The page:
This year's documentary shorts nominees are, well, earnest. All five of them center on uplifting responses to difficult situations.
Killing in the Name (USA)
You might recall the 2005 terrorist attack in Amman, Jordan, in which an Iraqi terrorist blew himself up in the middle of a wedding party being held at a Radisson Hotel. Among the 38 people killed were both parents of the bride, Nadia Al-Alami, and the father of the groom, Ashraf Al-Khaled, as well as 24 other wedding guests. Killing in the Name follows Ashraf's journey into the heart of the world of terrorist recruiting to try to convince impressionable young boys, in particular, that killing innocent Muslims is not a goal they should be striving for. It would be nice if there was a bit more emphasis on not killing non-Muslims as well. Most disturbing is an interview with a young, pleasant-looking man who apparently supports himself by convincing others to be suicide bombers. He concedes that it takes about a month to do so. When asked about the innocent victims at the Radisson wedding, he shrugs it off and says that Ashraf should be pleased that they all went to Heaven.
Poster Girl (USA)
Sgt. Robynn Murray is an Iraq War veteran who is suffering from Post-Traumatic Stress Syndrome (PTSD). I have heard people express the opinion that PTSD is an imaginary condition. I suggest that any such person watch Poster Girl. Murray comes off as a tough, macho type. So when we learn that prior to enlisting she was a cheerleader and a National Merit Scholar, we begin to realize what war can do to a person. She was told that she would be part of one of those public affairs teams meant to win the hearts and minds of the Iraqis. But when she arrived in Iraq she discovered what they didn't tell her: that she would be the machine-gunner for the unit. As Murray talks about what she saw in Iraq and what she did, the human toll on both Iraqis and Americans becomes painfully clear. And then there's the dysfunctional system for dealing with disturbed veterans when they return home. Even though Poster Girl has an upbeat ending, what makes it the favorite to win is that Murray, despite her toughness, seems, without any artifice, to be always on the verge of bursting into tears.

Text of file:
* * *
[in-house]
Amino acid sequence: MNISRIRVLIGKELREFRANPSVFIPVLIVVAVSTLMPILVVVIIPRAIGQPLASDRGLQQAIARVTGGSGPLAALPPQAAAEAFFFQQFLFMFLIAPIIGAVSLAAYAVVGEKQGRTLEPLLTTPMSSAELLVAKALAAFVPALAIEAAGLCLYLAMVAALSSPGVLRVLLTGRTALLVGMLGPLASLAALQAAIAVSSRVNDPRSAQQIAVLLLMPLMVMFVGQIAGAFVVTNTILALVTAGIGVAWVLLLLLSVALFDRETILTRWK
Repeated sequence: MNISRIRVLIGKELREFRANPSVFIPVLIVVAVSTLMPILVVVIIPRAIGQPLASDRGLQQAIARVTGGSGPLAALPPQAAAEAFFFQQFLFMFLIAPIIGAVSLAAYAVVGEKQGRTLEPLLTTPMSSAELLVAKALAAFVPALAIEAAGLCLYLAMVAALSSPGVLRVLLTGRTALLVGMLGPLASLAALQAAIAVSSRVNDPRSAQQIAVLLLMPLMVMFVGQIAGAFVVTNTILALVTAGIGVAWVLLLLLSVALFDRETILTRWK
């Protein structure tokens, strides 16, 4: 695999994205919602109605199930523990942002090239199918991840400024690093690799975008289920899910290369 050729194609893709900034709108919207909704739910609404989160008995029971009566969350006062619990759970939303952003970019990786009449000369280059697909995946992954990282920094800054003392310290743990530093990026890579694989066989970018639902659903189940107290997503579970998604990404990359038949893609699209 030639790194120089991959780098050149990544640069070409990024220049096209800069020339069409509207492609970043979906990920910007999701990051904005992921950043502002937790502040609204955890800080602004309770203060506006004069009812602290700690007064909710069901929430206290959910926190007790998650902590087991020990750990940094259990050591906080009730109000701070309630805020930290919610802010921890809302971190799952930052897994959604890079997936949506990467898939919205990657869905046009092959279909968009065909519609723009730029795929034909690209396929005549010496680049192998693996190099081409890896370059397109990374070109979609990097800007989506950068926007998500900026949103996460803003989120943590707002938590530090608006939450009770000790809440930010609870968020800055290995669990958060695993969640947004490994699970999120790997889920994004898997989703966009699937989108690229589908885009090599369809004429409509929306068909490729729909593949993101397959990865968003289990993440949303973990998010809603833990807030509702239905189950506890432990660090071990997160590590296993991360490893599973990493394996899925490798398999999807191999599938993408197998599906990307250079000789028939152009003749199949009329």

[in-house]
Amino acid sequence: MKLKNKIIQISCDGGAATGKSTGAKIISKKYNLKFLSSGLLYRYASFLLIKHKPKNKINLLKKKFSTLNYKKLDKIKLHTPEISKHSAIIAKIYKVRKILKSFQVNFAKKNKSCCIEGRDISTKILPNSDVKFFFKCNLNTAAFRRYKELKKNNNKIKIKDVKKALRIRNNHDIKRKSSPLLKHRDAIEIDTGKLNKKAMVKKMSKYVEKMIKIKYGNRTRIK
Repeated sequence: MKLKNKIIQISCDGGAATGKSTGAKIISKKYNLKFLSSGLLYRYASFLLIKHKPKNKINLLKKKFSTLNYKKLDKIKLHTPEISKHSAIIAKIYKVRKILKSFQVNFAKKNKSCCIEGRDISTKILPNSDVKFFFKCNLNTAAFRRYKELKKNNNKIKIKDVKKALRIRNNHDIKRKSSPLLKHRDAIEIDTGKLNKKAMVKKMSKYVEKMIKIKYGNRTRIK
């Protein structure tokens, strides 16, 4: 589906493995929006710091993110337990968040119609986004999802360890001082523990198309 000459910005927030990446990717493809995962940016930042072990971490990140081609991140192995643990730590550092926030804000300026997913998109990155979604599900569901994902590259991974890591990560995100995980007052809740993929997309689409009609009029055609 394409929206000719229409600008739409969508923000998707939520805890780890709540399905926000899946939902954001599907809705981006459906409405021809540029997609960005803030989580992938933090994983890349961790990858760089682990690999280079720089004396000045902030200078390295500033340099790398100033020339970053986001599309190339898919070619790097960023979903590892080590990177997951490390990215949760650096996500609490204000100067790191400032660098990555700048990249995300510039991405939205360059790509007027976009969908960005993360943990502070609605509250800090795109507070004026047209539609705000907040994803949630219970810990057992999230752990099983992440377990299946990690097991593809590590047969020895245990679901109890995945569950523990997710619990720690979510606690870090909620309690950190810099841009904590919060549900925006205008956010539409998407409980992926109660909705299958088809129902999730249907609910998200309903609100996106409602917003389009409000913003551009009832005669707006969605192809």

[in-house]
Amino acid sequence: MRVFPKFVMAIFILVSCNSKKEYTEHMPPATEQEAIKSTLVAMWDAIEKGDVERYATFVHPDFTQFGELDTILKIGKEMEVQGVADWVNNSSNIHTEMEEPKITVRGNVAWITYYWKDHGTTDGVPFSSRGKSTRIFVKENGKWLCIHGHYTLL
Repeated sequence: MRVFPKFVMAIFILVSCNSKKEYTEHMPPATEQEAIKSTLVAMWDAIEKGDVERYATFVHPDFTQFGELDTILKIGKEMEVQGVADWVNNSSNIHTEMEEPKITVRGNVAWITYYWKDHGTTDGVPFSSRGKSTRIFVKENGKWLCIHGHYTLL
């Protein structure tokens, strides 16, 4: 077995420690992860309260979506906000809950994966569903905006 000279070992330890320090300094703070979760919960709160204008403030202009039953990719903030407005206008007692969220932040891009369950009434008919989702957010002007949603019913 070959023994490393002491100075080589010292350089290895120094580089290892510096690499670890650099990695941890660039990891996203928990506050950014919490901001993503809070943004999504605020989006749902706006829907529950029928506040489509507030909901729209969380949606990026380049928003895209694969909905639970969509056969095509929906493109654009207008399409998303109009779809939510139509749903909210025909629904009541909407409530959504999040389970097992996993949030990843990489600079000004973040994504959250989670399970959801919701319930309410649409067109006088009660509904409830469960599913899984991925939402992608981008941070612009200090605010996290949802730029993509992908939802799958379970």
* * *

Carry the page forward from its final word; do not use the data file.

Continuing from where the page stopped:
The Warriors of Qiugang (USA)
As someone who wrote a book about dictators, including a chapter on China, I am disgusted when people gush about the Chinese economic miracle and how maybe we should learn from the Chinese. The reality is that most of the Chinese population is poor, and the government runs roughshod over citizens who live in rural areas. The Warriors of Qiugang shows the plight of 1,800 villagers who have the misfortune of living next to a pesticide factory, the owners of which didn't hesitate to dump toxic waste into the local water supply, not to mention the air. Once again, there is a happy ending, but the filmmakers do note that this is unusual. At one point, 96% of the Qiugang villagers sign a petition to the government, while 4% do not. As it happens, that is almost the exact ratio between the number of Chinese in the country as a whole who belong to the Communist Party (5%) and those who don't (95%).
Sun Come Up (USA/Papua New Guinea)
For most people who are concerned about artificial climate change, the realities are abstract, and the real problems will kick in sometime much later, maybe even in someone else's lifetime. But for the Carteret Islanders in Papua New Guinea, that time is right now. Their low-lying land is being lost to the rising ocean level caused by global warming. Because the government is useless, the islanders send a delegation to the mainland to try to convince villagers there to give or sell them some land to begin their relocation. Unfortunately, the closest mainland is Bougainville Island, which is still traumatized by a civil war that ended in 1997 after causing thousands of deaths. Fortunately, after some rebuffs, they do find a sympathetic village.
Strangers No More (USA)
Strangers No More is a promo film for the Bialik-Rogozin School in Tel Aviv, which provides an educational refuge for children who have suffered the traumas of war, crime, genocide and more. I'm glad that such a school exists, but there's something wrong with Strangers No More. To begin with, we are told that the school welcomes students from 48 countries, but the three children whose stories we follow are all black Africans (from Sudan, Eritrea and South Africa). They are all appealing and what they have experienced is horrible. But the film only skims the surface of what must go on in the school.